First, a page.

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steeley
03-28-2012, 03:23 AM
http://www.limepic.com/img/300.jpgIt all began with a failed experiment.



It was in 1890. In a small Pennsylvania town, the inventor Edward Goodrich Acheson carried out a series of experiments. He tried to heat carbon so intensely that it would result in diamond.



It didn't work.



So Acheson began mixing clay with carbon and electrically fusing it. The result was a product with shiny specks that were hard enough to scratch glass.



This was silicon carbide. Also known as carborundum.



The next year Acheson formed his company in Monongehela, PA and named it Carborundum, and moved the organization to Niagara Falls, NY in 1895.

steeley
03-28-2012, 03:25 AM
http://www.limepic.com/img/im000584.jpg

tk59
03-28-2012, 03:28 AM
It all began with a failed experiment...Cool. It's amazing how many significant discoveries are made serendipitously.

steeley
03-28-2012, 03:44 AM
http://www.limepic.com/img/1878ny.jpghttp://www.limepic.com/img/carbsharp2.jpg

Top: cast iron stone holder.

Deckhand
03-28-2012, 11:43 AM
Illegitimi non carborundum.
Great to see this history great post!

UCChemE05
03-28-2012, 01:16 PM
SiC is an amazing material with some serious industrial uses.

"Carborundum" is actually the initial trade name that SiC was originally patented (think Kleenex vs tissue). The Carborundum company now resides with Saint Gobain. They still make abrasives but other parts of the company make specialized parts for heat exchangers, furnaces, etc.

So has anyone actaully sharpened with it?

Deckhand
03-28-2012, 01:49 PM
Interesting on the SIC. Never knew that. Makes great fishing rod guides.

chinacats
03-28-2012, 02:27 PM
I believe my father had used a 4 sided 'stone' which looked identical to the one in the original post with the green handle--though his was significantly dished--is that only antique or are they still available today?

Thanks, put a smile on my face seeing that picture,
Cheers,
Chinacats

Eamon Burke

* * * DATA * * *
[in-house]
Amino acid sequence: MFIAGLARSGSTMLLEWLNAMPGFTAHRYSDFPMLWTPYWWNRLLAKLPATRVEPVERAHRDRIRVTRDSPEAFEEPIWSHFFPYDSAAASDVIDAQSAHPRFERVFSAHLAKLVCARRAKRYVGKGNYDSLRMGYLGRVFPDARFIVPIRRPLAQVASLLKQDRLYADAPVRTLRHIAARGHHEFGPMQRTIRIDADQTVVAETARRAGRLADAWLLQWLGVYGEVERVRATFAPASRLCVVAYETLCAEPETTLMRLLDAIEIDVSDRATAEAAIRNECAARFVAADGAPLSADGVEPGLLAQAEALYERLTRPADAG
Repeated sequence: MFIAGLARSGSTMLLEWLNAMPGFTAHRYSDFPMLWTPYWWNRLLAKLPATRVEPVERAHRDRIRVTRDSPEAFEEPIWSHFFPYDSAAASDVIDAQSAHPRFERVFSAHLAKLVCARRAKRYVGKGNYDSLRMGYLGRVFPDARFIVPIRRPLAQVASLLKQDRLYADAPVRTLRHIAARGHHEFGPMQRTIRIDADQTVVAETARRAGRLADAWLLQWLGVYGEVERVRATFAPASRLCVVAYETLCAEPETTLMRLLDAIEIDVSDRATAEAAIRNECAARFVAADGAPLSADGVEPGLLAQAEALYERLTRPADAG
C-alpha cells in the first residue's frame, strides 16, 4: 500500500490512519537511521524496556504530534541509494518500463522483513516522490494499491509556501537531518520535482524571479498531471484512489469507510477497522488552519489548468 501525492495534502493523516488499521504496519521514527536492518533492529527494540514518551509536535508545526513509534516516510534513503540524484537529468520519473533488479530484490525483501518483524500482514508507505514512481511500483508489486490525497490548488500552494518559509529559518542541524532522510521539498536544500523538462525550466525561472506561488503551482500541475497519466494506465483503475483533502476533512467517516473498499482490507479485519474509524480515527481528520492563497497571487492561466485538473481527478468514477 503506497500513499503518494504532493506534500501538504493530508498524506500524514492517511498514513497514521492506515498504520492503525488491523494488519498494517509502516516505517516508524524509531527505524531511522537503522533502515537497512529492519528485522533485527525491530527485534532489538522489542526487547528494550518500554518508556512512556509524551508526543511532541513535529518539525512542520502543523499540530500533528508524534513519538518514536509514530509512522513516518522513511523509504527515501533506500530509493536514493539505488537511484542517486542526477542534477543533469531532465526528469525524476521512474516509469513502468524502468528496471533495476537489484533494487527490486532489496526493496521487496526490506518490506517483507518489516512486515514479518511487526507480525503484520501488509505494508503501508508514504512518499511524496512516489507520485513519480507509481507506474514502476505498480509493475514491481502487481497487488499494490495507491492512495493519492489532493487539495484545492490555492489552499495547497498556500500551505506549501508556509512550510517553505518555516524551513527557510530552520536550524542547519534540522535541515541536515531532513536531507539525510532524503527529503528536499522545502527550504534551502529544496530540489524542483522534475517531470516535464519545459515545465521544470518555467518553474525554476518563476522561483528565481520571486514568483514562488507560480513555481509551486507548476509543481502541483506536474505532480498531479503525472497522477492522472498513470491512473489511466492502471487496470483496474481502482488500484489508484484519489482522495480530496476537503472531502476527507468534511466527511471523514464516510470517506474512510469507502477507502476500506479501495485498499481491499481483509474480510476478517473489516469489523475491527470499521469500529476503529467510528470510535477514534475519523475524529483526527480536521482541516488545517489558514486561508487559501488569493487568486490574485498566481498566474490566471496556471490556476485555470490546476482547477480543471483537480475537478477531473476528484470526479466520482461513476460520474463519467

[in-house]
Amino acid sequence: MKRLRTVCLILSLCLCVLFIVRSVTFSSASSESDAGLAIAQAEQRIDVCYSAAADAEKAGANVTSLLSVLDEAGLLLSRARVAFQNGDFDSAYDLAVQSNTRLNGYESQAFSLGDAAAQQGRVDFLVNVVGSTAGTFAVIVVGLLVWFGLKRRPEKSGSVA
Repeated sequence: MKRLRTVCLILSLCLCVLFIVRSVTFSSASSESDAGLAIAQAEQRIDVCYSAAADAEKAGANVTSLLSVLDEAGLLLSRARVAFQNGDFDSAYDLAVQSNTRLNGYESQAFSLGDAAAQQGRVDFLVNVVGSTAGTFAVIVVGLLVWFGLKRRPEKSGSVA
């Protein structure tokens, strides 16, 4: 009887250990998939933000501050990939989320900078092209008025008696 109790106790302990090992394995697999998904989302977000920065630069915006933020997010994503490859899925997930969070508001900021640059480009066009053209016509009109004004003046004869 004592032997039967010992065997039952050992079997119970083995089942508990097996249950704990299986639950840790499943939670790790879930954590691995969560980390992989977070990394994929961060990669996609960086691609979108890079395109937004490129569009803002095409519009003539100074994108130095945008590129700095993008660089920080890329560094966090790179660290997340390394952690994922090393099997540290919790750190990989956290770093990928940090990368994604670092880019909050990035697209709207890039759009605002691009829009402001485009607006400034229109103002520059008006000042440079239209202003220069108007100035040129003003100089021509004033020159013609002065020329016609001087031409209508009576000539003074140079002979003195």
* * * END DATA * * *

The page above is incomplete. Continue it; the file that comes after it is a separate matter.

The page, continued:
03-28-2012, 03:37 PM
Steeley, I love you.

steeley
03-28-2012, 08:26 PM
:ohmy: well my girlfriend is not going to like this.

Eamon Burke
03-28-2012, 11:50 PM
Does your girlfriend understand your rare/vintage knife related findings like I do??

steeley
03-29-2012, 02:29 AM
SHH I will call you later.:rofl2::rofl2:

man that was funny.

steeley
03-29-2012, 02:55 AM
On with the show ..... Honey


http://www.limepic.com/img/5000.jpg

$4000-$5000 AT AUCTION top pic.

http://www.limepic.com/img/carbsic.jpg

http://www.limepic.com/img/k5745.jpg

Display box only $500

MadMel
03-29-2012, 06:33 AM
So has anyone actaully sharpened with it?

I actually have. It's VERY VERY common to find a small combination SiC stone going for about 2-8 SGD in hardware stores in Singapore. It was what I used before switching to japanese waterstones. IMHO, it does not cut as fast and the feedback is not there. Also dishes fairly quickly.

ajhuff
03-29-2012, 09:28 AM
I grew up with one. My Dad would use it every time he'd get the knife out. Looks like that 7" combo one on the red sign.

-AJ

Dave Martell
03-29-2012, 11:40 AM
Check out those displays - awesome! I've got a few vintage carborundum collectibles set aside somewhere. I've got a stone holder and at least one mint handheld triangle type scythe sharpener thing.

Eamon Burke
03-29-2012, 05:37 PM
That's some fantastic ad pieces right there. Feel like I'm on American Pickers!